Just as in a manual gearbox, with an AMT, gears are kept engaged under torque by back-cut teeth on the selectors. When off torque, the detents (ball and spring in the shaft recess) prevent gears from dropping out. Only when the pneumatically-actuated AMT selectors are fired up can the detent force be overcome and the gear released. Incidentally, Opticruise also sees any gearbox or engine PTO engaged and activates a 200Nm torque dispensation to ensure smooth gear changing and engagement.

So when the GMS (gearbox management system) triggers a gear change in response to vehicle speed, engine torque/power demand and/or vehicle inclination, it first instructs the EMS (engine management system) to ramp off torque. That relaxes the grip on the back-cut teeth. GMS then triggers the ECA, via a CAN sub-network, to open the clutch (amount depends on precise shift strategy). GMS then fires the relevant solenoid for air pressure to the selector to release the gear linkage longitudinally, so overcoming the detent. Next the laterally self-centring spring drops the box temporarily into neutral. The clutch is then closed.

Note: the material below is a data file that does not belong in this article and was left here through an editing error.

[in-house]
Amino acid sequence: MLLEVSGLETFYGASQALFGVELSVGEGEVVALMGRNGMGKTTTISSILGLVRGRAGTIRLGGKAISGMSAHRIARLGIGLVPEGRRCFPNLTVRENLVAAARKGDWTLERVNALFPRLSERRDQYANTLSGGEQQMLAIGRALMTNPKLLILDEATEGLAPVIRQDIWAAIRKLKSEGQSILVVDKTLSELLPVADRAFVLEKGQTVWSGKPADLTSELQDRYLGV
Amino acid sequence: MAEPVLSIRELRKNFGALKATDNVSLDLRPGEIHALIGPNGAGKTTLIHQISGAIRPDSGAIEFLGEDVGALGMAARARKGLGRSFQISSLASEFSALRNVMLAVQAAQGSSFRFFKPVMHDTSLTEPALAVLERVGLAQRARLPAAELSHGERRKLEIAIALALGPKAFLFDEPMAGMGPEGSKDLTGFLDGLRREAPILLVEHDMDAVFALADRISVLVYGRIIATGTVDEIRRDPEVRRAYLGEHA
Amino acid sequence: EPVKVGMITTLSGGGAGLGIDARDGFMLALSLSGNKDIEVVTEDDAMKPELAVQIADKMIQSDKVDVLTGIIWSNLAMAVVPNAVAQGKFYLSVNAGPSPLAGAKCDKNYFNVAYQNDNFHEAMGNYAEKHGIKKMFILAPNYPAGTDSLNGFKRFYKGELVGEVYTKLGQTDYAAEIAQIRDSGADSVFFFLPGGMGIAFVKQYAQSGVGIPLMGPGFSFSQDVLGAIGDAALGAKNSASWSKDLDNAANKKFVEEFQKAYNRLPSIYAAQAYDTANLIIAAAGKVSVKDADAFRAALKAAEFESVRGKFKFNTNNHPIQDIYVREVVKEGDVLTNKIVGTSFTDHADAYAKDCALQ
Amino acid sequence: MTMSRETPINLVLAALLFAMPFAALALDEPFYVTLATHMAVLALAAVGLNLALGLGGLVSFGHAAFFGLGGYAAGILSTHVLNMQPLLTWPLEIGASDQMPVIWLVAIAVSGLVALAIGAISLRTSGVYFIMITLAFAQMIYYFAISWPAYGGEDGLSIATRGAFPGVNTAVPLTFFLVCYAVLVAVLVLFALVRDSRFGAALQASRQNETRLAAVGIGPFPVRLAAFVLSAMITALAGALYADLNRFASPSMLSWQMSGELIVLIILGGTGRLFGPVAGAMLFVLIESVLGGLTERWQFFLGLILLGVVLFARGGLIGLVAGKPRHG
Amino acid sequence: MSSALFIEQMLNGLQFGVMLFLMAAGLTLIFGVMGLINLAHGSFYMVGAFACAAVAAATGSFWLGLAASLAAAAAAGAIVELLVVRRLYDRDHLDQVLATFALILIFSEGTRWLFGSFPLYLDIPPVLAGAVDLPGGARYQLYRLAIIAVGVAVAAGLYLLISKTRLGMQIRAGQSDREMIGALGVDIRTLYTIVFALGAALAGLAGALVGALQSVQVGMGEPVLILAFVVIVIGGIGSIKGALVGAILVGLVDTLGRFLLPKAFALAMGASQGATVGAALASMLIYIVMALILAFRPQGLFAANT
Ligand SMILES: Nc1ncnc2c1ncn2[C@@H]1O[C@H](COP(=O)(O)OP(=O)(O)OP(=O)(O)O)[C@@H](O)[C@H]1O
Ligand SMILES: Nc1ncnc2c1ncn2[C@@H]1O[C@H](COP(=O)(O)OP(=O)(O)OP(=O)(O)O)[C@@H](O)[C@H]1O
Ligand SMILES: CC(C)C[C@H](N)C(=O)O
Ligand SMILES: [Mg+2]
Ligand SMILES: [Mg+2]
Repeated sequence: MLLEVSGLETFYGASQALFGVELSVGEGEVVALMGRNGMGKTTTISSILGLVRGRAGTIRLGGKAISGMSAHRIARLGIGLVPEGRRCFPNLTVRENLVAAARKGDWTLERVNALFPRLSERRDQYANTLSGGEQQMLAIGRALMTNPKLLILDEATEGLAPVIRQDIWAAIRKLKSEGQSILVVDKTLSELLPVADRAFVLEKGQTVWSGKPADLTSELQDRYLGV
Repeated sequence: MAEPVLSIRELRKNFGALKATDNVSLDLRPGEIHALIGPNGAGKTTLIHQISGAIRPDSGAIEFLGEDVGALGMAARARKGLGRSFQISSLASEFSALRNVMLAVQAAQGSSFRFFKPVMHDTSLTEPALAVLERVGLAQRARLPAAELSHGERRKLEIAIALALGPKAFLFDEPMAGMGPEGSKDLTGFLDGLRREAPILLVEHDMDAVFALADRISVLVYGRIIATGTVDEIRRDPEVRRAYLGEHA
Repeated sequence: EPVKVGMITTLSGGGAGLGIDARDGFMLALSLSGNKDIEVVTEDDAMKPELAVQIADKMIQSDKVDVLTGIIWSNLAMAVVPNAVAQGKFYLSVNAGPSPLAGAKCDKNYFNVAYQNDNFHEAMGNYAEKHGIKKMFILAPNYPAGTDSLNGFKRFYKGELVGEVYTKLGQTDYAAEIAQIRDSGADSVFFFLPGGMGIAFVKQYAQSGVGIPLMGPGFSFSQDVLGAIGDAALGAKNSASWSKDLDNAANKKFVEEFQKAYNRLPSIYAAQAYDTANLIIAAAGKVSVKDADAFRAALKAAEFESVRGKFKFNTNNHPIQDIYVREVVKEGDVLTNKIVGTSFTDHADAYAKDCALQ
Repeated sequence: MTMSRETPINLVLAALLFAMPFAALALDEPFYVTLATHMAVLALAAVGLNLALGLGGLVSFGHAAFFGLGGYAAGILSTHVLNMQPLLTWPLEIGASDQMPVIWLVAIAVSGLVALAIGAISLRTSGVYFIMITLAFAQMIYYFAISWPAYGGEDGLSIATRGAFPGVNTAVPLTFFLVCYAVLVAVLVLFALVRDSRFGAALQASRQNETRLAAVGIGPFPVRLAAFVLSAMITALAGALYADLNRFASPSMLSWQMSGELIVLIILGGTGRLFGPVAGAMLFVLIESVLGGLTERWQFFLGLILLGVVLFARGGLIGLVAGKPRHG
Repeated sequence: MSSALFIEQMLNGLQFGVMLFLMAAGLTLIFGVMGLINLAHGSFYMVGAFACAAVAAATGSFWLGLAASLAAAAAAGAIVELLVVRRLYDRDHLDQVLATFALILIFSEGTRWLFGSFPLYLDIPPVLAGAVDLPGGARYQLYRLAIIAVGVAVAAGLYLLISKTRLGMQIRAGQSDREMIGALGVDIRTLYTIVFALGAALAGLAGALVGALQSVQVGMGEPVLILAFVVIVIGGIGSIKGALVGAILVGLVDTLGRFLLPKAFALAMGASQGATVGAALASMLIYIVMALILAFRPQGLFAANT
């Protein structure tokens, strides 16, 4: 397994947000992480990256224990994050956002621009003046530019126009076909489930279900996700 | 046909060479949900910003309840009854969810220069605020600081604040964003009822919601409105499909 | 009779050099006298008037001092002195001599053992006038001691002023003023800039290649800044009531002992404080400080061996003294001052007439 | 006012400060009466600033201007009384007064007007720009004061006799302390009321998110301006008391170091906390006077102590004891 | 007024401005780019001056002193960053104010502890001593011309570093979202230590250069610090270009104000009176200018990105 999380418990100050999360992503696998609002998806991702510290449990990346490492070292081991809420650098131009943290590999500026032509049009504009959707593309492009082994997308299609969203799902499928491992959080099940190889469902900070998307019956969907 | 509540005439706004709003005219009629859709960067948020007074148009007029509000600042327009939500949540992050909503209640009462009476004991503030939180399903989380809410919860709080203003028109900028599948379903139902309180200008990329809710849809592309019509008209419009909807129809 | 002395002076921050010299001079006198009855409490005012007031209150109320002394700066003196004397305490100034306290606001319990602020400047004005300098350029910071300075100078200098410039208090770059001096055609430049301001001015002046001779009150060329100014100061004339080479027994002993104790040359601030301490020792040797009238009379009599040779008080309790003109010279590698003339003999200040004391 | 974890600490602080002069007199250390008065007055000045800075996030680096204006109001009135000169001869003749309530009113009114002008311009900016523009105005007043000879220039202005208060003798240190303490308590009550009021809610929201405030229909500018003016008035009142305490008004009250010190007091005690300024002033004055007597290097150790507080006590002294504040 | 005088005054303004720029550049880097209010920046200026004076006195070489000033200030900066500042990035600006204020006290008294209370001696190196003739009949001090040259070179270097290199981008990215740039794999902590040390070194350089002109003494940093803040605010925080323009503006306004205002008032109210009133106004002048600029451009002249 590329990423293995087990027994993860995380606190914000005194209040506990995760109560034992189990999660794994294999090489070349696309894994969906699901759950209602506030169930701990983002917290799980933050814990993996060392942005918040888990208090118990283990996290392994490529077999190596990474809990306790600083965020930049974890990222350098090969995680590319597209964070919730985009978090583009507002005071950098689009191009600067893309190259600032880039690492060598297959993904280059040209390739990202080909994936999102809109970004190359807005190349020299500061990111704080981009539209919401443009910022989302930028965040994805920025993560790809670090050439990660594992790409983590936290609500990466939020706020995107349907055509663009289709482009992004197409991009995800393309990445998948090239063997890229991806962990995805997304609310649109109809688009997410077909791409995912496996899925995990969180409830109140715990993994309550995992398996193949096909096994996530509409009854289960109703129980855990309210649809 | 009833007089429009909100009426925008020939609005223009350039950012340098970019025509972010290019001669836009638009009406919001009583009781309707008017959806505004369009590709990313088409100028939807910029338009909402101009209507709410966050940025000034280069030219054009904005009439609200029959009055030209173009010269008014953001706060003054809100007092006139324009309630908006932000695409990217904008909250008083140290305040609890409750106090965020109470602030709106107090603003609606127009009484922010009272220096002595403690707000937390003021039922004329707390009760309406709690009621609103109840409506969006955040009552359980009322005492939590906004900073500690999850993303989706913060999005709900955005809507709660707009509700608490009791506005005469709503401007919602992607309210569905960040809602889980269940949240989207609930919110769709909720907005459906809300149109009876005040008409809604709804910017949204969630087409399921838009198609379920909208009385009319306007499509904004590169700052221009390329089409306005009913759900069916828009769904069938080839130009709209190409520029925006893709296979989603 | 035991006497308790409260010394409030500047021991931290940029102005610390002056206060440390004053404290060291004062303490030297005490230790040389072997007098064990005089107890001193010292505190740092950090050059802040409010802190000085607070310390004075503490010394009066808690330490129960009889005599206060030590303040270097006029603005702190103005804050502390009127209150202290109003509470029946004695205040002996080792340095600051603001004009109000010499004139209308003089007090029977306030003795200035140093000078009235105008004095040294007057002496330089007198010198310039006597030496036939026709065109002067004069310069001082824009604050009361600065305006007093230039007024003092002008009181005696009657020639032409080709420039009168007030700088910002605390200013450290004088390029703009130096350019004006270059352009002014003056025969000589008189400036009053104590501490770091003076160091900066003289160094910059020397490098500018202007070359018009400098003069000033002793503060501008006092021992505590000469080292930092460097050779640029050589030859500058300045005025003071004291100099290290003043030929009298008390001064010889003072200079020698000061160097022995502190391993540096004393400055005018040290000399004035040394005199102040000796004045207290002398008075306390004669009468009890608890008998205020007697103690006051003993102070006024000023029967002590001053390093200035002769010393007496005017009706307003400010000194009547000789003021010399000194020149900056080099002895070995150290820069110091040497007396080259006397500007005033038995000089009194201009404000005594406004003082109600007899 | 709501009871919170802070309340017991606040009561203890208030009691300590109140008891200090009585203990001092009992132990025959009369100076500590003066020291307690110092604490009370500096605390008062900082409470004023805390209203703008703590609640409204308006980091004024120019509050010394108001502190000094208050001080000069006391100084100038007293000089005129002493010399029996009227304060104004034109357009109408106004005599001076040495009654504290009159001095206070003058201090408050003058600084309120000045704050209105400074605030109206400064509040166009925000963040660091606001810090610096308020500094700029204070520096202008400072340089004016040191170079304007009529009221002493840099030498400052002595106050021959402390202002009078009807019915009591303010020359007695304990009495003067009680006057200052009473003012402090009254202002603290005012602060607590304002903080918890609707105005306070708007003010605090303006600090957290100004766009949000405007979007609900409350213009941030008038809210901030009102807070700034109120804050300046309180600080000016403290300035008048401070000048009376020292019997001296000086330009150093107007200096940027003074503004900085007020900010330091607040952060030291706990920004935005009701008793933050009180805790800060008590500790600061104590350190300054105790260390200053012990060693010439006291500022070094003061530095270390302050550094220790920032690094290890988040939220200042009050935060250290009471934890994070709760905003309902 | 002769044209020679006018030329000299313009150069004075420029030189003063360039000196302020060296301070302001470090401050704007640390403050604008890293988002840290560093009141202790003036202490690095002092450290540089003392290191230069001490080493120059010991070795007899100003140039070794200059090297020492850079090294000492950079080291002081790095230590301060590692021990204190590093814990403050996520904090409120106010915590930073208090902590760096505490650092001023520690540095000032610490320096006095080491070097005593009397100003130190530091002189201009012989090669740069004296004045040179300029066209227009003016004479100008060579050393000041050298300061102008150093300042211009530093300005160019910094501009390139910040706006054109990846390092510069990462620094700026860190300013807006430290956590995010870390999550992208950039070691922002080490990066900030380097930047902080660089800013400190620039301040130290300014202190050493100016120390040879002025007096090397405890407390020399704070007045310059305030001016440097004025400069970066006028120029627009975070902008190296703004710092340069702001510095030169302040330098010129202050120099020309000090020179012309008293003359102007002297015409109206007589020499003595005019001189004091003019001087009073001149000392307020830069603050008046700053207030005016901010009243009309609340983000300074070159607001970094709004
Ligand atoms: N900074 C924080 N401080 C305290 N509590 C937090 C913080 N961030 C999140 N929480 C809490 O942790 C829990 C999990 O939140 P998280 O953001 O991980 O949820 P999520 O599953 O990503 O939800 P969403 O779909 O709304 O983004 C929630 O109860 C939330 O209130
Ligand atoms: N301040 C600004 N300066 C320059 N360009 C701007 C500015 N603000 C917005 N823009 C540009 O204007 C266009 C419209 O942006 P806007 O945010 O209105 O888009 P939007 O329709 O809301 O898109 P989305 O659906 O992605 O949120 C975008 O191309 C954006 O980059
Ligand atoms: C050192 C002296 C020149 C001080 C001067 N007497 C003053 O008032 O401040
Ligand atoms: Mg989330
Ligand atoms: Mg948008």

EMS next syncs the engine speed to the gears (downshift demands increased engine revs while certain upshifts require exhaust brake activation – sensors provide feedback of main shaft, layshaft and engine speeds). GMS whole in neutral then fires the solenoids for pneumatic actuation to drive the relevant selectors laterally and longitudinally, and engage the next appropriate gear (mating to the baulk ring and compressing the synchro on the way). On confirmation of gear engaged, GMS then communicates with EMS to ramp torque back up while simultaneously signalling the newly selected gear to the dash.

How rapidly that happens depends on the nature of the gear change. If it's a split shift – so not changing the main gear, but only shifting one selector mechanism forward or back for low- or high-shift – it's a small fraction of a second, using the ECA unit to rapidly reduce remaining torque in the gearbox with a partial clutch action.

Note: if driving off from stationary, GMS selects an appropriate gear while holding the clutch open before transmitting clutch position requirements to the ECA unit for a smooth and efficient take-up of drive. Speed of take-up is dependent on several parameters, including throttle demand, vehicle weight and inclination, working together with 'Hill Hold' on the braking system and monitoring engine torque so as not to over stress the driveline.

Next month, we review gearbox internals in detail, and move on to modern fuel-saving AMT gearshift strategies and advances with crawler and manoeuvring modes.

Brian Tinham